The State of Corporate Welfare

Multinational Monitor, September-October 2006 | Go to article overview

The State of Corporate Welfare


A DECADE AGO in Washington, D.C., there was an interesting left-right coalition working to eliminate, or at least reduce, corporate welfare. This brought together Ralph Nader and Grover Norquist, Friends of the Earth and the Cato Institute.

From the left end of the spectrum, progressives fumed about the rip-off of public monies and public assets, and highlighted the ways that many corporate welfare programs damaged the environment. As this issue of Multinational Monitor exhibits, those problems persist--indeed, they have worsened dramatically.

Some conservatives were willing to criticize corporate welfare, either because they were legitimately concerned about husbanding taxpayer money, or because libertarian or corporatist commitments led them to oppose government expenditures.

It is entirely possible that the left-right coalition against corporate welfare can be revitalized, and perhaps this time around, score some victories.

But now a new form of corporate welfare has evolved. It is not likely to be amenable to left-tight fixes. What also remains unclear is whether the Democrats are ready to tackle it.

The Reinventing Government initiative that began under the initiative of former Vice President Al Gore was dangerous enough at the time. That initiative involved the downsizing of the federal workforce, and increased contracting out of government jobs.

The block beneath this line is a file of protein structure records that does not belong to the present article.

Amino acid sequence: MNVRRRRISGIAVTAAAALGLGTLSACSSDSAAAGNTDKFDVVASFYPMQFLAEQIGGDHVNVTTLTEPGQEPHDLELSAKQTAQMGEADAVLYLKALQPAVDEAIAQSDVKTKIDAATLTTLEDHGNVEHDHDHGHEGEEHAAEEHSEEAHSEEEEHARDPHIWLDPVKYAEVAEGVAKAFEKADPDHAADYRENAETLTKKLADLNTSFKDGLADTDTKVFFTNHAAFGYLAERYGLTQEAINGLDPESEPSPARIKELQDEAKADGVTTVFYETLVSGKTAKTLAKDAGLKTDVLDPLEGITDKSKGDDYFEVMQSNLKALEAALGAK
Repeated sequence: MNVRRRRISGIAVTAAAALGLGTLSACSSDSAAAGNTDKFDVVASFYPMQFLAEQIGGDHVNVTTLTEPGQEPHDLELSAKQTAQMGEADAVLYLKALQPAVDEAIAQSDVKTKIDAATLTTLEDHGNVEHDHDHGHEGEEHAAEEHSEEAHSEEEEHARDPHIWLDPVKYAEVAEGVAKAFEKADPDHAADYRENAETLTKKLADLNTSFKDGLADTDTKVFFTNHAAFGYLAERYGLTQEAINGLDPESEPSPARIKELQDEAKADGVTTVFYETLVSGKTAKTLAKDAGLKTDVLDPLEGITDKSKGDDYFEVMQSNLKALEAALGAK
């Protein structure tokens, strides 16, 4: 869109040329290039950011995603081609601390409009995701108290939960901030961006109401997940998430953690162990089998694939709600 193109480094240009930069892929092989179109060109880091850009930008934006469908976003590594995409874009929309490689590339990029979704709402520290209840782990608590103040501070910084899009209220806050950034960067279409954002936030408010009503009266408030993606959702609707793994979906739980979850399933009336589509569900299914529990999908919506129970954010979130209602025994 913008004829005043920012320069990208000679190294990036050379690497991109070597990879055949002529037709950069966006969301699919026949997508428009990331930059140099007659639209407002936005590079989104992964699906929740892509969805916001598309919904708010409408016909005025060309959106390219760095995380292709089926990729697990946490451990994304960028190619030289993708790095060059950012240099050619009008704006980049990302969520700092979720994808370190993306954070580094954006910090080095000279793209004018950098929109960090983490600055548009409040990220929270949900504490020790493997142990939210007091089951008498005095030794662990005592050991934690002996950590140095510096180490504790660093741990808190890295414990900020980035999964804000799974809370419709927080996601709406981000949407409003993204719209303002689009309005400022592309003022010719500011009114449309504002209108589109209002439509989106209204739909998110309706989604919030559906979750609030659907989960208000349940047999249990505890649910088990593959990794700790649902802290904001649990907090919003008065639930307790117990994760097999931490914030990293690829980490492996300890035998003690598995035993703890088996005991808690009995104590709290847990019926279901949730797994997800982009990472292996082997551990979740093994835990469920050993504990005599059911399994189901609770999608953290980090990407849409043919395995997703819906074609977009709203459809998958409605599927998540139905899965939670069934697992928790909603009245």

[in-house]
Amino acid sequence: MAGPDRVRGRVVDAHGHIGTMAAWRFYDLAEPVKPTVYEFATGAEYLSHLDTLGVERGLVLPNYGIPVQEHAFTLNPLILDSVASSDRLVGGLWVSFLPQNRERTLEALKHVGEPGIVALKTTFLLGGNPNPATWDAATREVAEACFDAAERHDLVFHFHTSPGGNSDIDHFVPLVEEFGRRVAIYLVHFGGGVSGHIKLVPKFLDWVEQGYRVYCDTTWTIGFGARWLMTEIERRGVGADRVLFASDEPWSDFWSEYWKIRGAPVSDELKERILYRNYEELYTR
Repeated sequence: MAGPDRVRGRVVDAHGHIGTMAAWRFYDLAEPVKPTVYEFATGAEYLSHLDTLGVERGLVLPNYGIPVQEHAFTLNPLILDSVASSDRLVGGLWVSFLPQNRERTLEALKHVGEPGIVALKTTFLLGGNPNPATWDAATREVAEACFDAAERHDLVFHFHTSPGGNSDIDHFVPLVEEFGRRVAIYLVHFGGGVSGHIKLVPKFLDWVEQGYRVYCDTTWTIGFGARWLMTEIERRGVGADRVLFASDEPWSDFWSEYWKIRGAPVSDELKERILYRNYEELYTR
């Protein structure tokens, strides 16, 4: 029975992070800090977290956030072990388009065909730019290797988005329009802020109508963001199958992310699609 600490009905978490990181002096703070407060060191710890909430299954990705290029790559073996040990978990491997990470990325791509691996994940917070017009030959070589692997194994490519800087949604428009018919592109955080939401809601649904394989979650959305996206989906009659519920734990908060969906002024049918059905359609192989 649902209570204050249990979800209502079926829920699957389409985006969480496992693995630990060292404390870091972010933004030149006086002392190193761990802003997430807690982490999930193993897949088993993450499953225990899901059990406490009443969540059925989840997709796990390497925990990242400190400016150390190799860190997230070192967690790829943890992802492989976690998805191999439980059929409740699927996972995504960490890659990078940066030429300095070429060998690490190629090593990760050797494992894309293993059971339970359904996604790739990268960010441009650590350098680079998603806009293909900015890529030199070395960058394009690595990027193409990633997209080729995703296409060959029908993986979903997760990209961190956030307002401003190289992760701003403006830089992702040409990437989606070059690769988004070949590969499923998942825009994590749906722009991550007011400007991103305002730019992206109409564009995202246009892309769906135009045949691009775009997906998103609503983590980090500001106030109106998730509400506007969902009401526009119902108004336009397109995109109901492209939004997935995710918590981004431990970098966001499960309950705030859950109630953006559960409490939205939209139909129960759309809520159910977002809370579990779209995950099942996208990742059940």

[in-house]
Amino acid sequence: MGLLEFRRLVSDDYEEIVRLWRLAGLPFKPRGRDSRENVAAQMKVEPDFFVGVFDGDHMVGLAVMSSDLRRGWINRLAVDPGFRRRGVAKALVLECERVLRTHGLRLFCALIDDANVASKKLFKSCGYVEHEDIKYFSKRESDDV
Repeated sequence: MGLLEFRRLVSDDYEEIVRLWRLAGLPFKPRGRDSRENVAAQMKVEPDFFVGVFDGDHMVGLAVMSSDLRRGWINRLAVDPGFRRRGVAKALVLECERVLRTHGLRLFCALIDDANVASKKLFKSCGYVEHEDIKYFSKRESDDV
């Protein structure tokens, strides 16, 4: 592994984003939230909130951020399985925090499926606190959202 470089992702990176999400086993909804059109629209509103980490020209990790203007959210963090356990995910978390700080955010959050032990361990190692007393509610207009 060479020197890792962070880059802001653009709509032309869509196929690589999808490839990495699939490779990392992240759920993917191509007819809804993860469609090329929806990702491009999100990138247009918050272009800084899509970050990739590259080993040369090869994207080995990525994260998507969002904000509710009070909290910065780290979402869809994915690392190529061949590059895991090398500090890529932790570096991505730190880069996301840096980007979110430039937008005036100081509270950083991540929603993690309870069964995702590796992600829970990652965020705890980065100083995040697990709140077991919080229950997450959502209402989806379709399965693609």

Under the Bush regime, however, contracting out has mutated out of control. Under the Bush administration, federal contracts have almost doubled, to $400 billion a year. $400 billion!

Although the rationale for these contracts is that the competitive marketplace--read: corporations--is more efficient than government, now more than half of the contracts are awarded without a competitive, open-bidding process, according to a New York Times analysis.

These contracts are replete with waste and fraud. The most prominent examples include the utter failure of contractors to deliver reconstruction in Iraq or New Orleans. Instead, we have seemingly endless stories of rip-offs large and small: the U.S. Army agreeing to pay Halliburton's KBR subsidiary nearly $2 billion for work that nobody can prove ever took place; the same company charging $45 for a case of Coca-Cola.

The third prong of what might be considered the triple crown of contracting debacles is the Medicare drug benefit, as Dean Baker documents in this issue. Leave aside for the moment the gift to the pharmaceutical industry--worth tens of billions of dollars, or more--and consider the handout to the HMOs and private insurers. In adopting the program, Congress mandated that only private insurers would administer the benefit--in other words, provision of the benefit was contracted out, taken away from Medicare's efficient administrative system. …

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